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This book is the first cookbook written by a woman in Asia. It is written by Ms. Jang whose hometown is Andong, kept in her son(Lee Huiil)'s house, and donated to the library of Gyeongbuk university in 1958. There is the handwritten title "Eumsikdimibang" at the beginning of the chapter. It contains many arts of cooking. The prominent feature of this book is the style of handwriting. The style shows that the writer made this book with wholeheartedness and earnestness. This book gives detailed knowledge of making traditional food and the cooking processes involved. Moreover, it classifies 146 sorts of food systematically, covering 15 kinds of traditional bread, 12 kinds of oil-and-honey pastry, 46 kinds of fish and meat dishes, 19 kinds of vegetable dishes, 51 sorts of alcoholic liquors, 3 kinds of vinegar. On the last page, she made a request to women who read the book.

  This is the first cookbook written in Chinese characters by Kim Su, born in Ocheon-dong, Yean, Andong. Suunjapbang presents many different kinds of liquors. Before this book was issued, there were many cookbooks imported from China such as Jeminyosul(issued around 540), Nongsangjipyo(issued in 1273), and Sangeosayo(published in 1360). Concrete evidence has been found that Nongsangjipyo came to Korea, however, no such record of Jeminyosul coming to Korea has been found in spite of the fact that it is presumed that the book was current. It is difficult, then, to conclude that Suunjapbang borrowed the knowledge about liquors from Jeminyosul. From the fact that in Goryeodogyeong, there is a record that the people of Goryeo make liquors from nonglutinous malted rice, and the envoy of the Song dynasty recognized the difference between the Korean brewing style and the Chinese one, it seems that Suunjapbang describes liquors made in a Korean brewing way in spite of the fact that it has many kinds of liquors which are referred to many times in Chinese cookbooks.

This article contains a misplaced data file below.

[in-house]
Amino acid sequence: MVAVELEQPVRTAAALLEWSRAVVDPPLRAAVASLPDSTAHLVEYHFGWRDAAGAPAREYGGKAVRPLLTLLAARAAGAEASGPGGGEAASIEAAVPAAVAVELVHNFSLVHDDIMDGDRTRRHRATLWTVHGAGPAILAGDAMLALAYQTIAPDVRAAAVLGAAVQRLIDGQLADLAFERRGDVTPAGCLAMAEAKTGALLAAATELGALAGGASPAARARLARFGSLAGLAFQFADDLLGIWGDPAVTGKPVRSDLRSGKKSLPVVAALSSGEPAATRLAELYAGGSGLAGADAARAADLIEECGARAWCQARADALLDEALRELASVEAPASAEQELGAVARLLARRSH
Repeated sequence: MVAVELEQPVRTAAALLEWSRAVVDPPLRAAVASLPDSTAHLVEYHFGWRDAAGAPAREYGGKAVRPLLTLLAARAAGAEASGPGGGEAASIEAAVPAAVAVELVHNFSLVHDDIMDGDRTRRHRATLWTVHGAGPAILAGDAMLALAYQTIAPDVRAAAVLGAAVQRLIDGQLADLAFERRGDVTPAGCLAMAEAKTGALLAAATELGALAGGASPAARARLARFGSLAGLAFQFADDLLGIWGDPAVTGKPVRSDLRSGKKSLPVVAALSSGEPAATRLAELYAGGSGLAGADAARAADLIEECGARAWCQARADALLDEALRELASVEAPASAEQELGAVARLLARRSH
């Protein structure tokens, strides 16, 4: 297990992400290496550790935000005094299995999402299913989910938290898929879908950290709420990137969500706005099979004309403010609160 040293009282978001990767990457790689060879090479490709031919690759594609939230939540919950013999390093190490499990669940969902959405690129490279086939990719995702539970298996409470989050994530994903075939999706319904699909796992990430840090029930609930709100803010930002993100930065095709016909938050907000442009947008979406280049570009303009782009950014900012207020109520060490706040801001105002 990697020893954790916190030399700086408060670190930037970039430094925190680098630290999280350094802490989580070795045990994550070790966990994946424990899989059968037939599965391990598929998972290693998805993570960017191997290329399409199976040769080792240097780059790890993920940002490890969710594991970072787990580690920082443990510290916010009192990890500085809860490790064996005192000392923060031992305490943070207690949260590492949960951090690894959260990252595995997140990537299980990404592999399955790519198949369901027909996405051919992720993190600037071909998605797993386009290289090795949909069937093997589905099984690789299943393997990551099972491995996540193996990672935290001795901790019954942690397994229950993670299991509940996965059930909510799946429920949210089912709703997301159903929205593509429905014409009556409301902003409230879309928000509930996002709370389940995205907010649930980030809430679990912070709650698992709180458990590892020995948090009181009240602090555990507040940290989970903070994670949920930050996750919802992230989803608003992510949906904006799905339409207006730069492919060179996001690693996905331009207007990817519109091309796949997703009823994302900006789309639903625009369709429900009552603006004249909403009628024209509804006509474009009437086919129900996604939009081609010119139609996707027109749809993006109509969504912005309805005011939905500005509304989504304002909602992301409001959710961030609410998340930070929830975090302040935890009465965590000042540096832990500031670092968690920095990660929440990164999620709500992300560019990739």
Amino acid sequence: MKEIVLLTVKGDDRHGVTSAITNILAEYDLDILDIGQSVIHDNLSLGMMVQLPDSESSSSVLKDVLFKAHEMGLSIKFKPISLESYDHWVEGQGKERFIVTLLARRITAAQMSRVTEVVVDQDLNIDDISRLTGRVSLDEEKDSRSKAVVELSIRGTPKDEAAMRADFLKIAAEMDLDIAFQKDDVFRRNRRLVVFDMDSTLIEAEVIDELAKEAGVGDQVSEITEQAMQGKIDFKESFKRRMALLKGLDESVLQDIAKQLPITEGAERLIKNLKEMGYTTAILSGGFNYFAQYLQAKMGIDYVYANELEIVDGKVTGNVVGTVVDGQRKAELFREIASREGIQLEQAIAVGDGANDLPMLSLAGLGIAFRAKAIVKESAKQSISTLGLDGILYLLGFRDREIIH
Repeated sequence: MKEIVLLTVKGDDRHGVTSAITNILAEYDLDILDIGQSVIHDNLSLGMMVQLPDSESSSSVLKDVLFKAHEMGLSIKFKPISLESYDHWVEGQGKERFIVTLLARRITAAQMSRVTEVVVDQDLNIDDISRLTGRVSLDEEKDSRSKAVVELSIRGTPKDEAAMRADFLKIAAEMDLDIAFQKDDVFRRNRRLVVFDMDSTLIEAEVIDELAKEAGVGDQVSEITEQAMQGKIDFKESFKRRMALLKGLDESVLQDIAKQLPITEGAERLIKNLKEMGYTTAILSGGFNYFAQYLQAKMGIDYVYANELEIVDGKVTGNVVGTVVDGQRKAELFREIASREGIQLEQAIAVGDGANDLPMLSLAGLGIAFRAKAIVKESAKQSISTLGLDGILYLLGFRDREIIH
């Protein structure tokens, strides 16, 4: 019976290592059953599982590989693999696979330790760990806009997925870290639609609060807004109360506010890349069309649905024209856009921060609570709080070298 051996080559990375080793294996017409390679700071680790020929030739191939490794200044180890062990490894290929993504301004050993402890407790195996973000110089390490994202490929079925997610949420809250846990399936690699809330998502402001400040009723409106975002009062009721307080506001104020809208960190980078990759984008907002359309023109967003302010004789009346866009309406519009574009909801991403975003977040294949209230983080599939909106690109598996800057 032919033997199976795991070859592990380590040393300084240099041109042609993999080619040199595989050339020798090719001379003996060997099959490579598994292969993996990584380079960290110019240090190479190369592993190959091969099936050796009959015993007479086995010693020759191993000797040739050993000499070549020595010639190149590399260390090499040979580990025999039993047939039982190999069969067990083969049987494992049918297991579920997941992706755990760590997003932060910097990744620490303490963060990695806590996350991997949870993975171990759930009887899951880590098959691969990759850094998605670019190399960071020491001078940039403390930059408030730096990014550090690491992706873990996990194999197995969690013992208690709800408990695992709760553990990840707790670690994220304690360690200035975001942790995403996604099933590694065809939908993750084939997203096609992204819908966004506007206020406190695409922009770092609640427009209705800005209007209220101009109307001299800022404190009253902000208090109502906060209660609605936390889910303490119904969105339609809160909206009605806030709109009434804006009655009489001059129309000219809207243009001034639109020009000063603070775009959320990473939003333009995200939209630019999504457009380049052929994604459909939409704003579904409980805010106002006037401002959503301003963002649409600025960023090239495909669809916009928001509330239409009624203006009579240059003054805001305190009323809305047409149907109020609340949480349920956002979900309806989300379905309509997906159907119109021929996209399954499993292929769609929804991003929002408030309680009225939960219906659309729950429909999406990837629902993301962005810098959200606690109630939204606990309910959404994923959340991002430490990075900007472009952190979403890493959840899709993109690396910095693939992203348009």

This cookbook, found in 1987, belongs to Kim Siu of the uiseong 'Kim' clan. The size of it is 40*2cm. It contains 11 leaves. The first half of the book is clear and legible, however, the second half part is unreadable because of tiny letters and scribbled writing and damage. It contains 56 kinds of recipes including 44 methods of brewing, 2 methods of producing malted rice, 2 techniques of making soy sauce, 6 recipes of cooking traditional confectionery, and two techniques for cooking side dishes. It also comprises the days forbidden to brew and make soy sauce. The second half includes the method of making medicines and how to take good care of clothes and dyed goods. Onjubeop records 14 kinds of liquors such as Nokpaju, Jeonghyanggeukryeolju, Cheongmyeongju, Gamjeomju, Hahyangju, Jeonghyangju, Seokhyangju, Gugaju, Cheonmyeongbulbyeonju, Hwanggeumju, Sogukju, Yeolju, Sinbangju, Ohoju. There are 9 kinds of medicinal spirits including Jihwangju, Cheonmundongju, Ogapiju, Sojaju, Gugijaju, Changchulju, Anmyeongju, Baekjaju, Nokmiju, and special medicinal spirits like Samhaeju and Seowangmoyuokgyeonhyangju. It also contains 4 sorts of strong liquors such as Ihwaju, Sajeolju, Bangsangju, Samiju and various methods of brewing, the method of a sweet drink prepared with rice and malt including Hwagukbeop and Jogukbeop. Furthermore, the book carries the technique of making soy sauce such as Jeupjangbeop and Japjangbeop. Moreover, there are techniques for making traditional confectionery such as Yeonyakbeop, Yakgwabeop, Bingsagwa, Gangjeong, Bamdasik, Duteopdanja and side dishes like Yeolgujitang.